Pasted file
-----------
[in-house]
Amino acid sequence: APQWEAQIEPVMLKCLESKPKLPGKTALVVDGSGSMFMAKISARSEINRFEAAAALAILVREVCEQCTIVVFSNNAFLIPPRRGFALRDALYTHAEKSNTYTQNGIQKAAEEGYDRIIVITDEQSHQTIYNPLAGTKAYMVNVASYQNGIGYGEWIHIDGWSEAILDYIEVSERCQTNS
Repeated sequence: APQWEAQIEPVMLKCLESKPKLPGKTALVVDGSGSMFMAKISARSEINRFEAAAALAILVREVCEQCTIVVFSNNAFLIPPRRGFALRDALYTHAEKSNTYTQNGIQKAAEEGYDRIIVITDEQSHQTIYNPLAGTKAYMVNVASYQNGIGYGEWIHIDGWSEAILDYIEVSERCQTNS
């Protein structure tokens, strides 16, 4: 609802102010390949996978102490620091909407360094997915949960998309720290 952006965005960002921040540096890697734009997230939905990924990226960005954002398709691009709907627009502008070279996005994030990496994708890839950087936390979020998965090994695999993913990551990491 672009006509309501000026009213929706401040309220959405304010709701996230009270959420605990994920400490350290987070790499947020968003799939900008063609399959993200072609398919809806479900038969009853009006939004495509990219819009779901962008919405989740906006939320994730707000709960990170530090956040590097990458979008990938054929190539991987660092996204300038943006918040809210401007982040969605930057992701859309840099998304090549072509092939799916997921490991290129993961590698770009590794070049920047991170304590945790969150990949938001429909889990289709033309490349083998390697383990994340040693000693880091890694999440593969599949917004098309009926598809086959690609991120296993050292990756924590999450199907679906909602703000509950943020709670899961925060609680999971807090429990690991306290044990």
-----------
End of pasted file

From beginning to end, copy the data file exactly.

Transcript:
[in-house]
Amino acid sequence: APQWEAQIEPVMLKCLESKPKLPGKTALVVDGSGSMFMAKISARSEINRFEAAAALAILVREVCEQCTIVVFSNNAFLIPPRRGFALRDALYTHAEKSNTYTQNGIQKAAEEGYDRIIVITDEQSHQTIYNPLAGTKAYMVNVASYQNGIGYGEWIHIDGWSEAILDYIEVSERCQTNS
Repeated sequence: APQWEAQIEPVMLKCLESKPKLPGKTALVVDGSGSMFMAKISARSEINRFEAAAALAILVREVCEQCTIVVFSNNAFLIPPRRGFALRDALYTHAEKSNTYTQNGIQKAAEEGYDRIIVITDEQSHQTIYNPLAGTKAYMVNVASYQNGIGYGEWIHIDGWSEAILDYIEVSERCQTNS
């Protein structure tokens, strides 16, 4: 609802102010390949996978102490620091909407360094997915949960998309720290 952006965005960002921040540096890697734009997230939905990924990226960005954002398709691009709907627009502008070279996005994030990496994708890839950087936390979020998965090994695999993913990551990491 672009006509309501000026009213929706401040309220959405304010709701996230009270959420605990994920400490350290987070790499947020968003799939900008063609399959993200072609398919809806479900038969009853009006939004495509990219819009779901962008919405989740906006939320994730707000709960990170530090956040590097990458979008990938054929190539991987660092996204300038943006918040809210401007982040969605930057992701859309840099998304090549072509092939799916997921490991290129993961590698770009590794070049920047991170304590945790969150990949938001429909889990289709033309490349083998390697383990994340040693000693880091890694999440593969599949917004098309009926598809086959690609991120296993050292990756924590999450199907679906909602703000509950943020709670899961925060609680999971807090429990690991306290044990």